Participants who receive awards in 2009 and beyond are likely to be taxed under the new rates. If executives have to pay tax at an effective rate of 51.5% when they could have paid 18%, the awards will be less attractive. Companies should examine the alternatives now to see if the current round of awards can be structured tax efficiently.
The co-ownership alternative
Co-ownership plans are available to practically all listed companies without any limit on the size of individual awards. No deduction is available for corporation tax but the proposed increases in income tax and NIC rates make co-ownership more attractive despite the absence of corporation tax relief (see the example below).
Under co-ownership plans:
- a trustee of the company's employee share ownership plan trust (“ESOP”) buys shares in the market (or subscribes for shares at market value);
- the participants acquire an interest at the same time in gains made on the sale of the shares in excess of the cost to the ESOP trustee;
- participants elect to pay income tax on the value of the interest on its acquisition, subsequent gains are taxed as capital;
- performance targets apply so that participants forfeit the interest to the extent targets are not met after a performance period (usually of three years);
- once the targets have been met, the participant can require the trustee to sell the shares or have the growth element bought out with shares of an equivalent value.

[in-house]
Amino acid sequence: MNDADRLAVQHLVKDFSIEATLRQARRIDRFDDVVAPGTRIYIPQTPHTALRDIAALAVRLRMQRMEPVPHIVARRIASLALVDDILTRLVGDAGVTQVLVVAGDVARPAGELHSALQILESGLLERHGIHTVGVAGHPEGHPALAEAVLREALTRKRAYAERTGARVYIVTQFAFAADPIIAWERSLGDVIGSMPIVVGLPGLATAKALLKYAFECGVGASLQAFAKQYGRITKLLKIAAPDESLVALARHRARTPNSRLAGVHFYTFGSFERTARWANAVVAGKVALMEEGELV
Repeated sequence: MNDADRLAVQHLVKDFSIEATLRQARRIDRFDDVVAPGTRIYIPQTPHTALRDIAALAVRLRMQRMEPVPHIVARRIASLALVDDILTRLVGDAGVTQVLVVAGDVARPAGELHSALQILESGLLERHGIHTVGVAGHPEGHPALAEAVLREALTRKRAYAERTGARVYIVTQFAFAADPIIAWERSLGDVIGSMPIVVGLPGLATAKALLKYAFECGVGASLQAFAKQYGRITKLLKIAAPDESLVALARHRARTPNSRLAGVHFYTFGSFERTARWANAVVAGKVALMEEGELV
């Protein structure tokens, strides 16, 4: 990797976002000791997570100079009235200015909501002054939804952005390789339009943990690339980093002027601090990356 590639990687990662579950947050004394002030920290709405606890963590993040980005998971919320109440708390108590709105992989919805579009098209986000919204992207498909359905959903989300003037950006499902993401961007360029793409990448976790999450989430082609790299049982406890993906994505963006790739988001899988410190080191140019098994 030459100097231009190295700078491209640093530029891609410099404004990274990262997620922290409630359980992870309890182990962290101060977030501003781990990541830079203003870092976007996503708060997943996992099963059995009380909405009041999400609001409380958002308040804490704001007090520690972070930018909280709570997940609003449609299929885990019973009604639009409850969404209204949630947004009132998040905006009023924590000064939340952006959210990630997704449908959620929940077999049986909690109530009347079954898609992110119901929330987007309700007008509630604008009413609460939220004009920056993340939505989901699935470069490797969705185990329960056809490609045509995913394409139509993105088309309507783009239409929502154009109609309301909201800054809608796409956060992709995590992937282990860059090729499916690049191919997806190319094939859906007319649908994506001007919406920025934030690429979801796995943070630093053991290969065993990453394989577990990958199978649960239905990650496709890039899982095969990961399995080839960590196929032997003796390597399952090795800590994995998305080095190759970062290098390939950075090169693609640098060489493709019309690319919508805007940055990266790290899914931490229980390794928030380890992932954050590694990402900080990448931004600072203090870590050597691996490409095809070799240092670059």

These arrangements allow participants to benefit from capital gains tax treatment on gains made in excess of the cost of the shares to the trustee. After the tax rises on 5 April 2010 and NIC rises on 5 April 2011, on £100 of gain:
LTIPs / Deferred Bonus Plans(1)
|Employee pays (2)|
|Employer pays (4)|
|Employer Corporation tax relief (5)|
|Net tax cost|
1 Whether structured as nil cost options, RSUs or restricted stock but assuming no election is made to pay tax up front in the case of restricted stock
2 Income tax of 50% assuming earnings in excess of £150,000 and employees NIC of 1.5%
3 Ignoring annual exemptions and losses
4 Assuming employer NIC costs are not passed on to participants
5 Assuming the employer pays corporation tax at the top rate of 28%
In this example the co-ownership plan saves £15.076 per £100 of gain. The tax savings benefit the employee (who saves £33.50) at the expense of the employer who saves employers NIC but loses out on the corporation tax deduction (the net loss to the employer is £18.424).
These arrangements only ensure gains in excess of cost to the trustee are taxed as capital. They replicate “market value” option plans which deliver the same benefit to employees.
In order to replicate an LTIP or deferred bonus plan fully, it is also necessary to ensure participants receive a benefit equal to the cost of the shares to the ESOP trustee in addition to the gain. There are a number of ways in which this can be structured which we would be delighted to discuss with you.
It may be possible to introduce co-ownership without seeking shareholder approval (assuming the plan being replicated contains the usual wording which permits amendments to secure more favourable tax treatment and there are no prior commitments to shareholders). It makes sense, however, to discuss the position with major institutional shareholders first.
Please contact us for an initial free meeting to discuss.